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divo

/ˈdiːvəʊ/
noun (pl) -vos, -vi (Italian) (-vi)
1.
a highly distinguished male singer
Word Origin
C21: Italian, masculine form of diva
Collins English Dictionary - Complete & Unabridged 2012 Digital Edition
© William Collins Sons & Co. Ltd. 1979, 1986 © HarperCollins
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Examples from the Web for divo
Historical Examples
  • I didn't see him; Mrs. Milray is not he'a; they ah' divo'ced.

    Ragged Lady, Complete William Dean Howells
  • Lordy, well, the deed's done—an' I reckon he'll threaten to divo'ce me when he sees it—till he reads the inscription.

  • divo Pan is the divo who makes all the music that you hear out of doors,—the music of the wind and the water and the bird-songs.

    My Friend Prospero Henry Harland
  • A church dedicated divo Josaphat in Palermo is probably not the only one of its kind.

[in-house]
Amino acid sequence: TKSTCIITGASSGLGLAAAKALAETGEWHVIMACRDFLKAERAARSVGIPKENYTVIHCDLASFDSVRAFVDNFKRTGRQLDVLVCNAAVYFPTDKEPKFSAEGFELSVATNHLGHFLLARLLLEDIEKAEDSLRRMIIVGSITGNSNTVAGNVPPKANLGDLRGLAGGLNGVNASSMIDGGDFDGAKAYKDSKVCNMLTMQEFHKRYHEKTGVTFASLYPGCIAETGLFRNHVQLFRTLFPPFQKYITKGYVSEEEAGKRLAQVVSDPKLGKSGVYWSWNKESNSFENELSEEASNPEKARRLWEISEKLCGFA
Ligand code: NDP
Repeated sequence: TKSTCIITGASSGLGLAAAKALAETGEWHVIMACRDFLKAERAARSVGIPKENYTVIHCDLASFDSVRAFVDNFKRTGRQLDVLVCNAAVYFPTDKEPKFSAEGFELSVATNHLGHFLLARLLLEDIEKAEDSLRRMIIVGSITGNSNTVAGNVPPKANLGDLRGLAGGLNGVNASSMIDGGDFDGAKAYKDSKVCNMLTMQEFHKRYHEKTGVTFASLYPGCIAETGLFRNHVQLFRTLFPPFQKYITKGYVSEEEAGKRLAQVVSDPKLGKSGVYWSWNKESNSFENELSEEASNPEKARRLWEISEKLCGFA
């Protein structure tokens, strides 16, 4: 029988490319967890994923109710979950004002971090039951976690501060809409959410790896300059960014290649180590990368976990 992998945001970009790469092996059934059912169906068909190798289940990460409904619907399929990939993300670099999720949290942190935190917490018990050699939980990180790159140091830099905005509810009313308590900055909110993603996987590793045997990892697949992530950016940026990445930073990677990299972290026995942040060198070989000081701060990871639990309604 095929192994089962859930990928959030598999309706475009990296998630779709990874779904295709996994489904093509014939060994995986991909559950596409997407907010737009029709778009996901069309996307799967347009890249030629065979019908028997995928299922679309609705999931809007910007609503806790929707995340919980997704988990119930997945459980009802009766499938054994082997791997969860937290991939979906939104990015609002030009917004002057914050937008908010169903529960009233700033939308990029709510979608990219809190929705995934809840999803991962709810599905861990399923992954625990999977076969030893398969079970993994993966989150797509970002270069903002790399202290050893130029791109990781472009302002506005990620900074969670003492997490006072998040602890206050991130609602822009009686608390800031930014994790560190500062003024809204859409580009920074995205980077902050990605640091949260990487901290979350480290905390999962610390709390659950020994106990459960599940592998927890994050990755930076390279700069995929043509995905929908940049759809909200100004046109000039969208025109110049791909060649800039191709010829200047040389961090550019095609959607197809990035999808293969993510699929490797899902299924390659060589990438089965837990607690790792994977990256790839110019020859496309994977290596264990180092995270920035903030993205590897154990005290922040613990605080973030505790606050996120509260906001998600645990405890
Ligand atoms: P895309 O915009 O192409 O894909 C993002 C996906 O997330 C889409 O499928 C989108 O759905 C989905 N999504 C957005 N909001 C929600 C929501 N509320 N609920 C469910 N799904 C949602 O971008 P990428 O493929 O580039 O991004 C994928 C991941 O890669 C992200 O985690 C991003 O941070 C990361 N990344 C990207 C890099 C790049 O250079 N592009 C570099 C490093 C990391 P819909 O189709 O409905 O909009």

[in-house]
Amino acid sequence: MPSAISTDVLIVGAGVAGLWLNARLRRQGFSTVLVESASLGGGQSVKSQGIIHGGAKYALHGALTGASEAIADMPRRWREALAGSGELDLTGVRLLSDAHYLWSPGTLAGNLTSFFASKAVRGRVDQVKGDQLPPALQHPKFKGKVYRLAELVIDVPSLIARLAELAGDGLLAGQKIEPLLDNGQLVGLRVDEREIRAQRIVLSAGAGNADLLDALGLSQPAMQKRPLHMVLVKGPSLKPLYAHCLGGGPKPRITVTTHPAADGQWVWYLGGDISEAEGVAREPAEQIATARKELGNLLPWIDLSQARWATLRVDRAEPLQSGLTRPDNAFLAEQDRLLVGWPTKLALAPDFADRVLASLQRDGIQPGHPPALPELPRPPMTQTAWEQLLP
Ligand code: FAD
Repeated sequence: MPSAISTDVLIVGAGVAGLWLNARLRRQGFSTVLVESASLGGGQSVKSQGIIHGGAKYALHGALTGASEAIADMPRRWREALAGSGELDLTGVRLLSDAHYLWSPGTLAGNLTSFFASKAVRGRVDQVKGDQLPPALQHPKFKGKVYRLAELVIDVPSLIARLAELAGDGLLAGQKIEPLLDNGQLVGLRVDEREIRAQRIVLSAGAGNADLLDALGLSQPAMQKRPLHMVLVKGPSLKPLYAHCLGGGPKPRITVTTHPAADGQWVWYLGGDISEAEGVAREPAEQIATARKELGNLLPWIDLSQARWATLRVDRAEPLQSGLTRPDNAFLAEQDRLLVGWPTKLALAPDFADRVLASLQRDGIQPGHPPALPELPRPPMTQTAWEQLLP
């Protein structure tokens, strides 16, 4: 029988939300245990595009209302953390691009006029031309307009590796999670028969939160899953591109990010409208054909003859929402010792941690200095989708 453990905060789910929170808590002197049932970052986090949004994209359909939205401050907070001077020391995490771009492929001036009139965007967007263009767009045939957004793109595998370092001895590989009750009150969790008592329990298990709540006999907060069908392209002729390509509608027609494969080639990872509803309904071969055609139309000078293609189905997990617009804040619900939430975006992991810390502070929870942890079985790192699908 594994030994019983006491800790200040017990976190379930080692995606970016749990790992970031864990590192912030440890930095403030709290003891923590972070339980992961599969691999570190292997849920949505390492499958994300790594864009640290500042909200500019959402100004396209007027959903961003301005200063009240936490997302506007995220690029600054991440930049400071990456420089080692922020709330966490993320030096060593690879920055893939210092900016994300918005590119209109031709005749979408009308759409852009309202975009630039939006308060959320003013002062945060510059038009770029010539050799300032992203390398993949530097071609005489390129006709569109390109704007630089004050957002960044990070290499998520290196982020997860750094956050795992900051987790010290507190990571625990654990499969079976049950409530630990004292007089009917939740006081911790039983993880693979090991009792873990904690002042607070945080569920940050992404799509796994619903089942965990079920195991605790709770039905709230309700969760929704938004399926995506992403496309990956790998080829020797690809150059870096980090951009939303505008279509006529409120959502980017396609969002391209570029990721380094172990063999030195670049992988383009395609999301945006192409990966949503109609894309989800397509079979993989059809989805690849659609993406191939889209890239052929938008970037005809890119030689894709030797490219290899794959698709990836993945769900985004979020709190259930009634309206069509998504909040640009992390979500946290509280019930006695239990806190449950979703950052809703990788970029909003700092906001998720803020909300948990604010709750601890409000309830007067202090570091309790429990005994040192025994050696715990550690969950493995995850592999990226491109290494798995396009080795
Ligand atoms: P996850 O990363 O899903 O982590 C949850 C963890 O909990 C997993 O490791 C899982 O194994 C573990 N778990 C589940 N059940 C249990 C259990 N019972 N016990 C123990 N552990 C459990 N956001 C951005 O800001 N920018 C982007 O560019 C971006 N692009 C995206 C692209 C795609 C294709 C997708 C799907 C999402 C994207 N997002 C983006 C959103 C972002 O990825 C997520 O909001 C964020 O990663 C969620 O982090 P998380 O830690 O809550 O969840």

• But the musician with the harp was really divo Apollone himself; disguised.

    My Friend Prospero Henry Harland
  • "divo—Pan," said Annunziata, dividing the word in two, and always with an air of excessive caution.

    My Friend Prospero Henry Harland
  • If a justice of the peace can marry a couple, it's plain that he is bound to be able to divo'ce 'em.

    Whirligigs O. Henry
  • divo varham arusham kapardinaṁ tveshaṁ rpaṁ namas ni hvaymahe; Ṛigv.

    Zoological Mythology (Volume II) Angelo de Gubernatis
  • "There's others wanted a divo'ce," said Ariela, speaking to the wooden stool.

    Whirligigs O. Henry
  • Every time me an' Lily gits a divo'ce ol' man Hard Luck camps on my trail.

    Lady Luck Hugh Wiley

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